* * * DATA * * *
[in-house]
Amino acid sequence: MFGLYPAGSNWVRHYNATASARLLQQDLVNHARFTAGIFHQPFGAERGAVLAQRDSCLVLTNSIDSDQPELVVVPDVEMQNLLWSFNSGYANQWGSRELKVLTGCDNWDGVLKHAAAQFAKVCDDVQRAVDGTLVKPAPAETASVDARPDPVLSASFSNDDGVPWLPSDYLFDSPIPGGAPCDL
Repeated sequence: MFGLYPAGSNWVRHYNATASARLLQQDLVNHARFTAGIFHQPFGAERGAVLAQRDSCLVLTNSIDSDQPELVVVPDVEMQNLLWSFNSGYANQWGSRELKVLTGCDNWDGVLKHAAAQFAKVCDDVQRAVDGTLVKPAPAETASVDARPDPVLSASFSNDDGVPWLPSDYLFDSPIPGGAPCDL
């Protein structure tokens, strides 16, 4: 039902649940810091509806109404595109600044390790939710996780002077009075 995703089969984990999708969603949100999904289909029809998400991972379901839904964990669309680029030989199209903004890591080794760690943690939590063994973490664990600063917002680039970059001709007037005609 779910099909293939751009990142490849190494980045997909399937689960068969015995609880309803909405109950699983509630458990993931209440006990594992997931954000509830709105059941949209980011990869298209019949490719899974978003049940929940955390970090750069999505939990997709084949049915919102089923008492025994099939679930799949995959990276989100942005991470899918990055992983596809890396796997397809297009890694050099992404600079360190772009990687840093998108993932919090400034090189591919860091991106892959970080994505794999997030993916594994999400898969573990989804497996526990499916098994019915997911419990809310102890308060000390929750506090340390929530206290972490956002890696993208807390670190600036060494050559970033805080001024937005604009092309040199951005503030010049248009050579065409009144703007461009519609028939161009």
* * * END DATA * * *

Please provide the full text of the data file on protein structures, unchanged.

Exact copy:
[in-house]
Amino acid sequence: MFGLYPAGSNWVRHYNATASARLLQQDLVNHARFTAGIFHQPFGAERGAVLAQRDSCLVLTNSIDSDQPELVVVPDVEMQNLLWSFNSGYANQWGSRELKVLTGCDNWDGVLKHAAAQFAKVCDDVQRAVDGTLVKPAPAETASVDARPDPVLSASFSNDDGVPWLPSDYLFDSPIPGGAPCDL
Repeated sequence: MFGLYPAGSNWVRHYNATASARLLQQDLVNHARFTAGIFHQPFGAERGAVLAQRDSCLVLTNSIDSDQPELVVVPDVEMQNLLWSFNSGYANQWGSRELKVLTGCDNWDGVLKHAAAQFAKVCDDVQRAVDGTLVKPAPAETASVDARPDPVLSASFSNDDGVPWLPSDYLFDSPIPGGAPCDL
């Protein structure tokens, strides 16, 4: 039902649940810091509806109404595109600044390790939710996780002077009075 995703089969984990999708969603949100999904289909029809998400991972379901839904964990669309680029030989199209903004890591080794760690943690939590063994973490664990600063917002680039970059001709007037005609 779910099909293939751009990142490849190494980045997909399937689960068969015995609880309803909405109950699983509630458990993931209440006990594992997931954000509830709105059941949209980011990869298209019949490719899974978003049940929940955390970090750069999505939990997709084949049915919102089923008492025994099939679930799949995959990276989100942005991470899918990055992983596809890396796997397809297009890694050099992404600079360190772009990687840093998108993932919090400034090189591919860091991106892959970080994505794999997030993916594994999400898969573990989804497996526990499916098994019915997911419990809310102890308060000390929750506090340390929530206290972490956002890696993208807390670190600036060494050559970033805080001024937005604009092309040199951005503030010049248009050579065409009144703007461009519609028939161009």